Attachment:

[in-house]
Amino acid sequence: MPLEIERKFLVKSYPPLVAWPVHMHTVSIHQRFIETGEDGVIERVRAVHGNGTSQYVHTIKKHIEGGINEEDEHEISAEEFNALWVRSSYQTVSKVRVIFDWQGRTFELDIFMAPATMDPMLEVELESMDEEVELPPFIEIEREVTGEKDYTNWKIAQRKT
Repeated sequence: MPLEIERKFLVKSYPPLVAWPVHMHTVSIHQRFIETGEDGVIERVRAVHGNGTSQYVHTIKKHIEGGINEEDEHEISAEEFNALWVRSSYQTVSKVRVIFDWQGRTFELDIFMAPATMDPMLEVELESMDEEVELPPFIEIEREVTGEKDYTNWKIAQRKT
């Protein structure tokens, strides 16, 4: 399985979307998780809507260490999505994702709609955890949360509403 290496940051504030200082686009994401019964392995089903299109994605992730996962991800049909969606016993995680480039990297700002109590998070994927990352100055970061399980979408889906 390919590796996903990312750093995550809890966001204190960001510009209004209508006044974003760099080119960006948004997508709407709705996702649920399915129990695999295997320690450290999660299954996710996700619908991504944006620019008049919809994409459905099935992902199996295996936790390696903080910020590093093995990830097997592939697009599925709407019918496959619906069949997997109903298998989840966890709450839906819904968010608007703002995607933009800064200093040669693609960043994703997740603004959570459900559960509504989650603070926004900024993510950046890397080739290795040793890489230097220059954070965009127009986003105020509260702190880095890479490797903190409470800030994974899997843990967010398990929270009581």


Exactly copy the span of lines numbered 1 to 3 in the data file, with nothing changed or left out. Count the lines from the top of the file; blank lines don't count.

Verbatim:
[in-house]
Amino acid sequence: MPLEIERKFLVKSYPPLVAWPVHMHTVSIHQRFIETGEDGVIERVRAVHGNGTSQYVHTIKKHIEGGINEEDEHEISAEEFNALWVRSSYQTVSKVRVIFDWQGRTFELDIFMAPATMDPMLEVELESMDEEVELPPFIEIEREVTGEKDYTNWKIAQRKT
Repeated sequence: MPLEIERKFLVKSYPPLVAWPVHMHTVSIHQRFIETGEDGVIERVRAVHGNGTSQYVHTIKKHIEGGINEEDEHEISAEEFNALWVRSSYQTVSKVRVIFDWQGRTFELDIFMAPATMDPMLEVELESMDEEVELPPFIEIEREVTGEKDYTNWKIAQRKT